Eric reports in the interview, “I’m a freelance documentary photographer based in Philadelphia in the United States, but I also live part of the year in Guatemala and Mexico. I was a staff photojournalist at the Philadelphia Inquirer newspaper for over twenty years, where I covered everything from World Series to wars. I’ve always photographed a lot of projects on the arts. I left the newspaper about seven years ago to go freelance and work on my own photo projects.” To beginning photographers Eric advises, “There are so many ways to tell stories through pictures. Find your own way and don’t feel locked into a style. Look at what others have done (and still do) and build on those traditions.” See the full interview.

Thank you to Eric for this opportunity to share his photos with Nursing Heart readers once again. We feel honored to exhibit his craft. See more of his work at Instagram. Click Here.  Today’s photo is called, “Confronting the Sea” taken at the Harn Museum of Art in Gainesville, Florida.

The photos will help us illustrate these meditations called, “Questions.” The themes during these six weeks are based on a book by work James E Ryan, the Dean of the Harvard School of Education entitled: Wait, What? and Life’s Other Essential Questions. It is a short book based on a graduation speech he gave that went viral.

Nursing Heart Friends,
The welcome with flowers to the BSN group from FAU earlier this month.
These days we are savoring the four weeks we just completed in Guatemala with three nurse practitioner groups and the FAU BSN group. One of the special experiences of this work is to experience the welcome of Guatemalan communities. One of the most memorable was the welcome with flowers for each participant from the school children at Platanar. This is the dry season here and I’m sure it’s not the time of year for lots of flowers in a family home. But, that did not stop this community from sharing them with the BSN students. It was, well, sort of overwhelming and inspiring to the BSNs and our team. If you missed any of the one minute videos, here they are for you again.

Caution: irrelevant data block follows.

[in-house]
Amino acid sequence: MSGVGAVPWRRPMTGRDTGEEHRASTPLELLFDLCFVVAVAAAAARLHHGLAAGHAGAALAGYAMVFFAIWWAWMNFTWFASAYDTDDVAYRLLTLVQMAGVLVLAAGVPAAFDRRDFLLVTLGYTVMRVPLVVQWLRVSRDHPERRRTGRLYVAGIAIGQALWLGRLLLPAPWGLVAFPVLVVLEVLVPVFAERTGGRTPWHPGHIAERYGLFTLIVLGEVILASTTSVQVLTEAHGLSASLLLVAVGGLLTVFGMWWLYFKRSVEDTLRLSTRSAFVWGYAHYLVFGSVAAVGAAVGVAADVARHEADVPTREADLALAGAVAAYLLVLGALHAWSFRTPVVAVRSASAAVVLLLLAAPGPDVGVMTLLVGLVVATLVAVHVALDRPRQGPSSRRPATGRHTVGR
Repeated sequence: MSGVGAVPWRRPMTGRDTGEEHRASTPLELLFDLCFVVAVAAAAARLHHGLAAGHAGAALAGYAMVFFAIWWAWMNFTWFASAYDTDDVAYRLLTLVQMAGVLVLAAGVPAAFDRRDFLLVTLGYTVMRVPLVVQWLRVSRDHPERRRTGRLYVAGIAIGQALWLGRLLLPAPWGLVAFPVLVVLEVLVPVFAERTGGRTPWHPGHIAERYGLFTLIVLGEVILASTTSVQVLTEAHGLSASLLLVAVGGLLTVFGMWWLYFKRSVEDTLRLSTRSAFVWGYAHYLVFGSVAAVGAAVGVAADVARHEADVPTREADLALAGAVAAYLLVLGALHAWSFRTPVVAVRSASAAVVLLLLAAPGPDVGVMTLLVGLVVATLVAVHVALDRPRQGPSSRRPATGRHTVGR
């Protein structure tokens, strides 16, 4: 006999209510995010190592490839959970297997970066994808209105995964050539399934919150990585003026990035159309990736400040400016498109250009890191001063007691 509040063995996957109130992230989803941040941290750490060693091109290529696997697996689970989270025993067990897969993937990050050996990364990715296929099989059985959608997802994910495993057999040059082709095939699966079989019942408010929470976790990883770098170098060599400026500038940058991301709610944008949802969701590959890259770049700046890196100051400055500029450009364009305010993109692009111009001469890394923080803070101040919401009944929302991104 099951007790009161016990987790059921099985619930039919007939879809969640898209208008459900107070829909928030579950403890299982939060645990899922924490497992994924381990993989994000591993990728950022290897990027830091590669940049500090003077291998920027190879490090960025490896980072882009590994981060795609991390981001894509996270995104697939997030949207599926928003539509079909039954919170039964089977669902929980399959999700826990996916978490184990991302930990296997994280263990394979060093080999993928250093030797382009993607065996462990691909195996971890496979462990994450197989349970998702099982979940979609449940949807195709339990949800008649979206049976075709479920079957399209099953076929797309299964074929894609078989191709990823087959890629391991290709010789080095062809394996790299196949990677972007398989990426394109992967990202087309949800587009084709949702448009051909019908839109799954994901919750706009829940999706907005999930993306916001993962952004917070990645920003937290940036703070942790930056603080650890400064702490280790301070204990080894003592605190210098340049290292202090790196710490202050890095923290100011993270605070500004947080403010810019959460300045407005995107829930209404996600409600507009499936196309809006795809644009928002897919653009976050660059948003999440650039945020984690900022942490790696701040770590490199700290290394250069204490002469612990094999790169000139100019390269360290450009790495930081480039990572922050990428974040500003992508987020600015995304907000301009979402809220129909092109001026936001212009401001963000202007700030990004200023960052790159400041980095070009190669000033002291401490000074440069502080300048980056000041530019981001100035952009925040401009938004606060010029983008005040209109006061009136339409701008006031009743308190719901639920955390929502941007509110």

Week 1: FAU NPs group one  VIDEO
Week 2: FAU NPs group two
  VIDEO
Week 3: FAU BSNs
  VIDEO
Week 4: U of MN NPs
  VIDEO

We will move into the very special week of Semana Santa this week. In Guatemala it is a huge holiday week. Thousands of guests visit Antigua. We will have a full burgeoning of alfombras in the the streets and processions each day. UMN NPs saw the alfombra in this photo.

We turn our sights now to completing the details for a new program we are piloting this spring. We will offer our first Continuing Education Units (CEU) course in Guatemala through M and M Medical of Boca Raton, Florida. We still have two spots to fill. Do you want to join us to receive 40 CEU credits? Please write to us at nursingheart.org@gmail.com.

Peace,

Quote of the Week

“It is important to consider how a treatment plan will affect a patient.
If a recommendation is not in line with the patient’s values, or it is too expensive or difficult for the patient, it will not be effective.”

Meghan Teresa Battista, RN
Adult Gerontology Nurse Practitioner Candidate
University of Minnesota
Minneapolis, MN